Located 18 km southwest of Brisbane and the gateway to large industrial estates, Inala (4077) was initially created when, in response to a housing shortage following World War II, a group of ex-servicemen formed a cooperative in 1946 to purchase flood safe land which was then apportioned to its shareholders.
Following World War II there was a shortage of 250,000 houses across Australia. In Queensland alone over 4,000 families were living in makeshift dwellings of tin, calico and canvas. State and Commonwealth Governments responded by making housing a priority. In 1950 the State Housing Commission then purchased this land from the failing cooperative, changing its name to Inala in 1953. Housing in Inala was then built in a solid, no no sense Art Deco style with minimal decoration for minimal maintenance and longevity. A post-war shortage of building materials attempting to meet pressing demand meant that new materials and building techniques were explored in Inala. Reinforced concrete was used which proved excellent because of its reliability, strength, and flexibility. Cement and concrete were readily accessible from Brisbane River sand, lime from Moreton Bay coral, the two ingredients shipped to and crushed at nearby Inala. Characteristically, houses were built on raised concrete foundations, framed with hardwood, and floored with hardy brush box. Window frames were silky oak. External walls were poured concrete and internal ceilings and walls were rendered wire lath.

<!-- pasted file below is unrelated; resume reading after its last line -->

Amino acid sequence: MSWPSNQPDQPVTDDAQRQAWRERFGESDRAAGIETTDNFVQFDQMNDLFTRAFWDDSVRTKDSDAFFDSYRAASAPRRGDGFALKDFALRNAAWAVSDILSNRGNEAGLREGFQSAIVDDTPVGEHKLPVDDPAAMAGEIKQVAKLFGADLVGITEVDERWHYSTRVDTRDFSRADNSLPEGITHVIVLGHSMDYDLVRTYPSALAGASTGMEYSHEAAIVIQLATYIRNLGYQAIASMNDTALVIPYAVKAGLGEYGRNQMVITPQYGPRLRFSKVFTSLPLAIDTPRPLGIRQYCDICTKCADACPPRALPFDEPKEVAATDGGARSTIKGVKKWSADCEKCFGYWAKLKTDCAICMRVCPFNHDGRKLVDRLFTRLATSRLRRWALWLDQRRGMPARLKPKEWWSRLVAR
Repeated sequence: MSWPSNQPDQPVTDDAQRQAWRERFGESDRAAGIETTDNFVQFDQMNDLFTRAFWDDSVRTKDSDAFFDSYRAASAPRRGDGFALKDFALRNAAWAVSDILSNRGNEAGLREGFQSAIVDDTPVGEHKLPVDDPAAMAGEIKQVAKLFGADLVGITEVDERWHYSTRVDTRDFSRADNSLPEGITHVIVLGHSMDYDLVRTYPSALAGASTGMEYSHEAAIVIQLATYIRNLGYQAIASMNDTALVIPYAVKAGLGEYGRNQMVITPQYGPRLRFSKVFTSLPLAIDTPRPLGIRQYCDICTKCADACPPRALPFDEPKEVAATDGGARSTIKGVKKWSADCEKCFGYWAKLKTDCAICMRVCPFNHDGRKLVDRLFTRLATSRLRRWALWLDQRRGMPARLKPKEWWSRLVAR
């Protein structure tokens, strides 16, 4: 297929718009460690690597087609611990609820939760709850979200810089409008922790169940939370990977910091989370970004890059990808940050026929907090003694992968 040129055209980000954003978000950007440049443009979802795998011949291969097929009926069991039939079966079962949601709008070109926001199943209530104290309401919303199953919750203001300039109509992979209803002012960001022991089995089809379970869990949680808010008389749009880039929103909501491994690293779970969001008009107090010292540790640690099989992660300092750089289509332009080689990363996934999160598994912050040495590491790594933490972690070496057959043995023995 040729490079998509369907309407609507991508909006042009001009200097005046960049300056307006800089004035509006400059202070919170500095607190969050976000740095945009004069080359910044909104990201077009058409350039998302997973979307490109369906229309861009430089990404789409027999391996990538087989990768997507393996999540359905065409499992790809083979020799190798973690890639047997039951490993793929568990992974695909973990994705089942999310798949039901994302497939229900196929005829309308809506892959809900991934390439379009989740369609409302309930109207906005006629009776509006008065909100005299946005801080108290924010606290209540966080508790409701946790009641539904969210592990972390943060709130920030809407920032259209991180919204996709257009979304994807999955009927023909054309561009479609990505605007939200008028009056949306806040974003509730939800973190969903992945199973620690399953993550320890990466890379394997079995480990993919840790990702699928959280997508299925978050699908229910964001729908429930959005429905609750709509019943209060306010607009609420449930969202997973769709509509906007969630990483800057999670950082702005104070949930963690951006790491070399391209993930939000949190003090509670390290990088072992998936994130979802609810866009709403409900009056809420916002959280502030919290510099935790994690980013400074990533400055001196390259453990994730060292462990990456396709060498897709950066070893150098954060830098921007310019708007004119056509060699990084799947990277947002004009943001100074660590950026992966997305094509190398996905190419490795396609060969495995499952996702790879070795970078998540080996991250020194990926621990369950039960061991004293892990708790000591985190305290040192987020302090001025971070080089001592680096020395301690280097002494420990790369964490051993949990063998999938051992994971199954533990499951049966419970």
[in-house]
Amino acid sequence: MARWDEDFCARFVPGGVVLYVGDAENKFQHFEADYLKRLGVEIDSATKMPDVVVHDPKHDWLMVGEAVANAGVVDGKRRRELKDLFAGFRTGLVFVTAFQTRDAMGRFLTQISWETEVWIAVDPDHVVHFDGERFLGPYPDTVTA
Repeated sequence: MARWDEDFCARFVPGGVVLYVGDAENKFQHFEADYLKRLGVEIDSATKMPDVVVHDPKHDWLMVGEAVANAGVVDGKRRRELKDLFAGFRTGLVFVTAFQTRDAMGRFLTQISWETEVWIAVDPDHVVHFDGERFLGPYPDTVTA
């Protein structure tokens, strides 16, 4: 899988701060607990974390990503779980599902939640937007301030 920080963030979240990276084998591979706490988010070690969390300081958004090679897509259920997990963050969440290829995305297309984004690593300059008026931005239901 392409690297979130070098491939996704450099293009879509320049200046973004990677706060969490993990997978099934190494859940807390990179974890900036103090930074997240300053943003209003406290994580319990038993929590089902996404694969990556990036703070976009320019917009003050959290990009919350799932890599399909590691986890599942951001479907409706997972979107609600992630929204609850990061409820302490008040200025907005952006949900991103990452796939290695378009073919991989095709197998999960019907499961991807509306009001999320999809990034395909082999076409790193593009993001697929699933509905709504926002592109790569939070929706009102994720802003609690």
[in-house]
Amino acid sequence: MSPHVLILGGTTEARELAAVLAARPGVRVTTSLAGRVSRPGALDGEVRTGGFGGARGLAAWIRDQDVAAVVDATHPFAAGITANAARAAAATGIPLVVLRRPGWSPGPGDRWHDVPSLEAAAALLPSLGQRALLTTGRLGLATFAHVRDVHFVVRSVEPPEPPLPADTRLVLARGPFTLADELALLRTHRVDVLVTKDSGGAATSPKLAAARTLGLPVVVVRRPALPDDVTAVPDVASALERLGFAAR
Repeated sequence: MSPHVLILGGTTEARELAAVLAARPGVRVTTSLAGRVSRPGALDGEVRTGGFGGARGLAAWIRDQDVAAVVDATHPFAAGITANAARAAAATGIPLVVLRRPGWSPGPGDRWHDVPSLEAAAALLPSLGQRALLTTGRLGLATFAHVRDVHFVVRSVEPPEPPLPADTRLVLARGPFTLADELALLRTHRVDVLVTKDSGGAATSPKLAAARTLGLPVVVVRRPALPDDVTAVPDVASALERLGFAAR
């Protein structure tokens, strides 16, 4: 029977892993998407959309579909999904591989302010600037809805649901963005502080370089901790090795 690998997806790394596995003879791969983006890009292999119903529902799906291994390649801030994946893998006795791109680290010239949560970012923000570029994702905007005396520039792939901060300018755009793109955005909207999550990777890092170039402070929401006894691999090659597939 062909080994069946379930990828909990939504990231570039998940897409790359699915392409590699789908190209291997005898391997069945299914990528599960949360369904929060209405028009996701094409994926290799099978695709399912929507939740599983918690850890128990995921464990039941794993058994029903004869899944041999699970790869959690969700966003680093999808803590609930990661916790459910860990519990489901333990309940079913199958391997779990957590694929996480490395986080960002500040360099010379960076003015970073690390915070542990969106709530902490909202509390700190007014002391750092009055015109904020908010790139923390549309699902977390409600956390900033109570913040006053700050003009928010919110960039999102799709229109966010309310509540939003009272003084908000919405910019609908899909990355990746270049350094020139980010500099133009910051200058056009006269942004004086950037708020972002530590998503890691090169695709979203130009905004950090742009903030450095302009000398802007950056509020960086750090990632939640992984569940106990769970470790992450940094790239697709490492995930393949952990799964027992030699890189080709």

Inala has several shopping centres with supermarkets, major retailers, restaurants, medical and community facilities. There are also several post offices, community halls, an art gallery and various churches, a monastery, and a Buddhist Temple. Inala also hosts a rich selection of community programmes including a Youth Service, Out of Home Care, Family Care, Childcare Access, Equity Resource Support Unit, and government services such as Corrective Services and Centrelink. Inala is also well serviced by numerous sporting clubs and recreational facilities including, picnic areas, walkways, cycle ways, sporting fields, and natural native bushland parks throughout the suburb.
To cater for its residents, Inala also has some six schools and a TAFE College. Inala is in a strategic location with ready access to several major motorways including the Ipswich, Centenary, and Logan Motorways linking to suburbs west, south and north, and the Warrego and Cunningham Highways connecting Inala to Toowoomba and Warwick. It also has ready frequent access to both bus and rail to Brisbane and surrounding suburbs.
Inala is an energetic multicultural suburb which celebrates its diversity with annual festivals and is characterised by its numerous religions and “churches” including Christian Reformed, Uniting, Seventh Day Adventist, Uniting, Anglican Catholic, Assemblies of God,Latter Day Saints, Mthodist, and Sikh and Buddhist Temples. In 2011, 13800 people lived in Inala, their average age being 33 years. About half of residents were born overseas in for example, Vietnam, and the Philippines and Vietnamese, Spanish, Samoan, Tongan, and Arabic were spoken alongside English at home.